What is it? Fourth generation of brand-redefining SUV.
Key features: More efficiency, more new technology, sporty GT-line trim level.
Our View: There’s every reason to believe the Kia Sportage will continue to be the biggest seller in the company’s UK operations.
Type of review: First drive
The importance of the Sportage SUV to Kia, particularly in the UK, cannot be overestimated. This is the car that when it first launched in 1995 began the transformation of the Korean brand into the volume player it is today.
Described by its makers as one of the first of the ‘compact crossovers’ that everyone now wants, the Sportage has evolved through three generations and become Kia UK’s best seller. It’s a measure of the model’s importance that in 2015, its run-out year, the Mk3 recorded its best UK performance, 23,010 sales boosting its slice of the brand’s total volume from the usual 20 per cent to 29 per cent.
Now the fourth generation Kia Sportage has arrived – an all-new model with promised improvements in all areas, and an expectation that it will routinely take 28 per cent of sales as the brand works towards its stated target of a 100,000 annual volume by 2020.
The recipe is familiar in today’s market – improved efficiency from new and revised powertrains; an upturn in quality in line with a push upmarket; and lots of new technology both in terms of safety features and desirables such as extra connectivity.
One of the most obvious changes on first sight of the car is its styling. The previous Sportage was quite conservative in its visuals, whereas this version has gone much more radical.
It’s particularly noticeable at the front end, where the signature ‘Tiger Nose’ grille is now much wider and separated from the headlamps, these moved up onto the top corners of the bonnet, sweeping around and along it. And the fog-lamp clusters are now on their own, in vertically shaped pods.
The new Sportage is 40mm longer than the Mk3, with a 30mm longer wheelbase which of course translates to interior space improvements. But the car’s width and height remain unchanged, and with a shorter rear overhang the resultant profile is certainly distinctive – more purposeful with a side view that has a lot more metal than glass. In this reviewer’s view it looks better in profile than three-quarter, and it will certainly divide opinions much more than the outgoing model.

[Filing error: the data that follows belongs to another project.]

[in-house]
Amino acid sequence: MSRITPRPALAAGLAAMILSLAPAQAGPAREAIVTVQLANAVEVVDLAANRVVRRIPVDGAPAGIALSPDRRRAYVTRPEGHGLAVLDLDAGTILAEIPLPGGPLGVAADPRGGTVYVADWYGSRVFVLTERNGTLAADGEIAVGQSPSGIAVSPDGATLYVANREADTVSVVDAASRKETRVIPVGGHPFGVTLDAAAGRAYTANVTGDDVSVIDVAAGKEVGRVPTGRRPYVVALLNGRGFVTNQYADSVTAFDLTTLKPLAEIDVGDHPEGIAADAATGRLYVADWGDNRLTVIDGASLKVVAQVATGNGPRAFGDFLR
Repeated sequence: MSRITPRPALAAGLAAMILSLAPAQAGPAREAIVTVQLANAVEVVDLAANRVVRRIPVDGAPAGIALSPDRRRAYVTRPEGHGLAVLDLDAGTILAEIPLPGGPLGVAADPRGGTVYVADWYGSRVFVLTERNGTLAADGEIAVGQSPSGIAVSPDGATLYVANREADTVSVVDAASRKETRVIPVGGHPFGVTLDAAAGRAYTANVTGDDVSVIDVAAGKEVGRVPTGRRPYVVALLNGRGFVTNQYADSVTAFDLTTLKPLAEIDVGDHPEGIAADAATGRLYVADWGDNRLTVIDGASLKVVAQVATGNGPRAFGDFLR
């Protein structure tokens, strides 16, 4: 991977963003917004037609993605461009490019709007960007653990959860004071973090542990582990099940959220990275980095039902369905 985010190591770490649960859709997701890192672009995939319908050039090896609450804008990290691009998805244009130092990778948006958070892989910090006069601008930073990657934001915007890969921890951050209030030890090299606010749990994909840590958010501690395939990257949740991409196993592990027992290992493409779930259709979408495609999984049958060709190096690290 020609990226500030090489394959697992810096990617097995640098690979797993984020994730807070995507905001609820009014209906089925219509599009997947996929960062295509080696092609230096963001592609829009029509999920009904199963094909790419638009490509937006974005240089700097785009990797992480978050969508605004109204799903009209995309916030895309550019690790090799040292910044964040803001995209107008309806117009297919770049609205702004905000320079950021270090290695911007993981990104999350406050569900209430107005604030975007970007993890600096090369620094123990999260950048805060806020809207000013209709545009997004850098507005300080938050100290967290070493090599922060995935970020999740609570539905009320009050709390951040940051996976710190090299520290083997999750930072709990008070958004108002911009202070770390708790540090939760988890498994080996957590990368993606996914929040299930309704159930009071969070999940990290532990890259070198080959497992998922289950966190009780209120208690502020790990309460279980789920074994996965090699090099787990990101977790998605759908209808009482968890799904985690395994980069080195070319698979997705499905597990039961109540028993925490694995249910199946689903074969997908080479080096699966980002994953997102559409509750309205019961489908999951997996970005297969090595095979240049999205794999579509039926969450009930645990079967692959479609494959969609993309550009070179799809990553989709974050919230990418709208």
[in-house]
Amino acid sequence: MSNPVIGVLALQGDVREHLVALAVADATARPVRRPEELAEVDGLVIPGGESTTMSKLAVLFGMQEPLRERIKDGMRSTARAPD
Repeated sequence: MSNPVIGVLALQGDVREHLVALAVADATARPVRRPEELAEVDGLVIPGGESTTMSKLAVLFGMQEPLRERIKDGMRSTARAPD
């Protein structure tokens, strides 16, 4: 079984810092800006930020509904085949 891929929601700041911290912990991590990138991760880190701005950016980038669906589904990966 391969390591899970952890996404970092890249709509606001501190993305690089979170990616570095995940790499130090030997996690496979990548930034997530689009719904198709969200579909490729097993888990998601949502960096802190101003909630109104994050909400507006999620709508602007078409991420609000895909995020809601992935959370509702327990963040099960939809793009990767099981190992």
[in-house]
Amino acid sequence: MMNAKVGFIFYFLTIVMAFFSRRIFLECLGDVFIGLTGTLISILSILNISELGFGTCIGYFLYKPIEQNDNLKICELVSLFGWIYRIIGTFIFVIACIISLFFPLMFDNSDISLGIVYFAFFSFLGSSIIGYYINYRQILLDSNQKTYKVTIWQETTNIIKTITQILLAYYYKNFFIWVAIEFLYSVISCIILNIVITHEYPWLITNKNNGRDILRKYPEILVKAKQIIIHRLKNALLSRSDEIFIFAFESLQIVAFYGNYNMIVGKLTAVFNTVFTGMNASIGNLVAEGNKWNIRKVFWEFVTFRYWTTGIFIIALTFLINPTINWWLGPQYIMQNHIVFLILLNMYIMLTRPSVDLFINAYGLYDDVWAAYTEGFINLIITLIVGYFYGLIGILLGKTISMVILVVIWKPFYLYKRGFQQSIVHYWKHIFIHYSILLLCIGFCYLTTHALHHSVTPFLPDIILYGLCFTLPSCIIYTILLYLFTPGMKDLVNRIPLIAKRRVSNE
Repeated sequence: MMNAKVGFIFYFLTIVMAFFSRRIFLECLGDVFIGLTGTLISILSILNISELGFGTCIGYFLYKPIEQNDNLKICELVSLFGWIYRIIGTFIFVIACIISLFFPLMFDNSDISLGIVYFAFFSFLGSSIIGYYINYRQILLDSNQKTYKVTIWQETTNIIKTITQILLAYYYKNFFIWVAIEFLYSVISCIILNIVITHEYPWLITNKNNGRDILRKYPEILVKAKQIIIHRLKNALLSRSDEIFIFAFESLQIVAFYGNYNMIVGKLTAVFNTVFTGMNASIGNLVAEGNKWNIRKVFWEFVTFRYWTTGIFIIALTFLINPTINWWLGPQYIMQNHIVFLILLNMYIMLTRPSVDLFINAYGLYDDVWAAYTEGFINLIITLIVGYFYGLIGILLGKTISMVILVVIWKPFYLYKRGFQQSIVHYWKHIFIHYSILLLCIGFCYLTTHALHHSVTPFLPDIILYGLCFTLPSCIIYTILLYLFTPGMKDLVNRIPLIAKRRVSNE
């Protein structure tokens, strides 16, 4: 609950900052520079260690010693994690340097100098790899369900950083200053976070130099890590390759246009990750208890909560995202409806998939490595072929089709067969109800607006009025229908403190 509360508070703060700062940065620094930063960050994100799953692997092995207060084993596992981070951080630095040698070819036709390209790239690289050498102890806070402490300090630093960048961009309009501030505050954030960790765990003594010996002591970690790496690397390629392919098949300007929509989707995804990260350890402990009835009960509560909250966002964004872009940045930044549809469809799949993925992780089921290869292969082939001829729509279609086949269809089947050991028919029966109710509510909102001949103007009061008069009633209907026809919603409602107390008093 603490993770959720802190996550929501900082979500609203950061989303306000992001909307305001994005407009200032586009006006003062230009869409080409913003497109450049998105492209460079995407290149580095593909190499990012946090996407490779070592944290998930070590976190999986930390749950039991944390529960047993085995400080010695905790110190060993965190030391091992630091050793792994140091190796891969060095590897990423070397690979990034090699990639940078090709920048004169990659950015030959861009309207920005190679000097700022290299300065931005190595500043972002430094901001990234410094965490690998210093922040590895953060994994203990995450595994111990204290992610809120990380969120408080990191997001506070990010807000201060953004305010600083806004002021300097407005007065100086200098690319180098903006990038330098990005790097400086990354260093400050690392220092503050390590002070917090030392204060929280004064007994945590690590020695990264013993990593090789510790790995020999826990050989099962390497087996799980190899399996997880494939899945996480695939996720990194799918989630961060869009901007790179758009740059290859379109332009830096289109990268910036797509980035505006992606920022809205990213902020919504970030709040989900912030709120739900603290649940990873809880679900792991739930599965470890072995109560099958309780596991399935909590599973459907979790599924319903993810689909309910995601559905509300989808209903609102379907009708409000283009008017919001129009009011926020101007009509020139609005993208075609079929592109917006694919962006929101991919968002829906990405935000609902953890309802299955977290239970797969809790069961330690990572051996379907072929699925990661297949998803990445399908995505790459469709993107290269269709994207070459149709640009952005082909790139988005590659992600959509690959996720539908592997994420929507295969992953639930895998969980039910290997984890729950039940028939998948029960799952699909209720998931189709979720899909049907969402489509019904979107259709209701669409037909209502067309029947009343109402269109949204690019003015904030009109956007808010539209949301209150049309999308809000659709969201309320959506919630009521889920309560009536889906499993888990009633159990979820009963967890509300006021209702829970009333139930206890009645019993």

Slip behind the wheel and the immediate impression is of much time being spent to offer an environment of higher quality. There are plenty of premium-feel soft-touch surfaces where they will be most obvious, though they don’t extend too low down.
The redesigned dash layout is split into what Kia describes as the upper Display Area, dominated from 2 grade models upwards by a touchscreen unit in either seven or eight-inch size, and the lower Control Area.
A nice touch is the gentle angling of the centre console towards the driver, by seven degrees, which adds to the cockpit-like feel. And this is further emphasised by Kia’s apparent rejection of the current trend towards minimising controls. There are no less than four rows of switches, all neatly grouped, and with a fifth row of Aux and USB sockets and such like below. It looks impressive, but also somewhat too numerous.
Having said that, the cockpit is easy to get comfortable in while there is plenty of room for passengers front or back, and more boot space. This is up by 26 litres to 491 litres with all seats in place – better than the rival everyone in this sector has to beat, Nissan’s Qashqai. And the rear seats now fold much flatter than previously which extends space to 1,480 litres.